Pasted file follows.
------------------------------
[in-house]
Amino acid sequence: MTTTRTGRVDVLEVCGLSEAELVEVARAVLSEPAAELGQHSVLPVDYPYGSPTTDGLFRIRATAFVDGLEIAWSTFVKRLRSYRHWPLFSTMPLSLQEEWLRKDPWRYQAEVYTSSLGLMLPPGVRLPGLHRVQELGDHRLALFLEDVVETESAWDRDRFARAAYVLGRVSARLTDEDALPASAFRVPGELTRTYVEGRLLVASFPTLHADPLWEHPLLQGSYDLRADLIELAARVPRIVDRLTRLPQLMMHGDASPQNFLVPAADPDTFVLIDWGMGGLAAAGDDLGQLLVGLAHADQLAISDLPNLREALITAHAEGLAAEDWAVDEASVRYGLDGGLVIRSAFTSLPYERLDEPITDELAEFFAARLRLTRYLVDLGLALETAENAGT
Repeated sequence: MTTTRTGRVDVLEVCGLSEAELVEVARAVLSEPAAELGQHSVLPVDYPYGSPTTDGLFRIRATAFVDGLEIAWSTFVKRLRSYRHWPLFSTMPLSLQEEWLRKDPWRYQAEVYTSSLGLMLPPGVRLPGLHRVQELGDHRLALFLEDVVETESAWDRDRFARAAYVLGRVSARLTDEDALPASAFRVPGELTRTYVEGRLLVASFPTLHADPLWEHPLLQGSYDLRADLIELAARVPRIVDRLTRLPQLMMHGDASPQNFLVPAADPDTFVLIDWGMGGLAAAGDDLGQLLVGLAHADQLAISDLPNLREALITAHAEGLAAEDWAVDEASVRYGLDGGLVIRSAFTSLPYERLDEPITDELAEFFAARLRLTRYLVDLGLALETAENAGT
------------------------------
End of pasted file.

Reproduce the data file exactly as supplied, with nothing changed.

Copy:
[in-house]
Amino acid sequence: MTTTRTGRVDVLEVCGLSEAELVEVARAVLSEPAAELGQHSVLPVDYPYGSPTTDGLFRIRATAFVDGLEIAWSTFVKRLRSYRHWPLFSTMPLSLQEEWLRKDPWRYQAEVYTSSLGLMLPPGVRLPGLHRVQELGDHRLALFLEDVVETESAWDRDRFARAAYVLGRVSARLTDEDALPASAFRVPGELTRTYVEGRLLVASFPTLHADPLWEHPLLQGSYDLRADLIELAARVPRIVDRLTRLPQLMMHGDASPQNFLVPAADPDTFVLIDWGMGGLAAAGDDLGQLLVGLAHADQLAISDLPNLREALITAHAEGLAAEDWAVDEASVRYGLDGGLVIRSAFTSLPYERLDEPITDELAEFFAARLRLTRYLVDLGLALETAENAGT
Repeated sequence: MTTTRTGRVDVLEVCGLSEAELVEVARAVLSEPAAELGQHSVLPVDYPYGSPTTDGLFRIRATAFVDGLEIAWSTFVKRLRSYRHWPLFSTMPLSLQEEWLRKDPWRYQAEVYTSSLGLMLPPGVRLPGLHRVQELGDHRLALFLEDVVETESAWDRDRFARAAYVLGRVSARLTDEDALPASAFRVPGELTRTYVEGRLLVASFPTLHADPLWEHPLLQGSYDLRADLIELAARVPRIVDRLTRLPQLMMHGDASPQNFLVPAADPDTFVLIDWGMGGLAAAGDDLGQLLVGLAHADQLAISDLPNLREALITAHAEGLAAEDWAVDEASVRYGLDGGLVIRSAFTSLPYERLDEPITDELAEFFAARLRLTRYLVDLGLALETAENAGT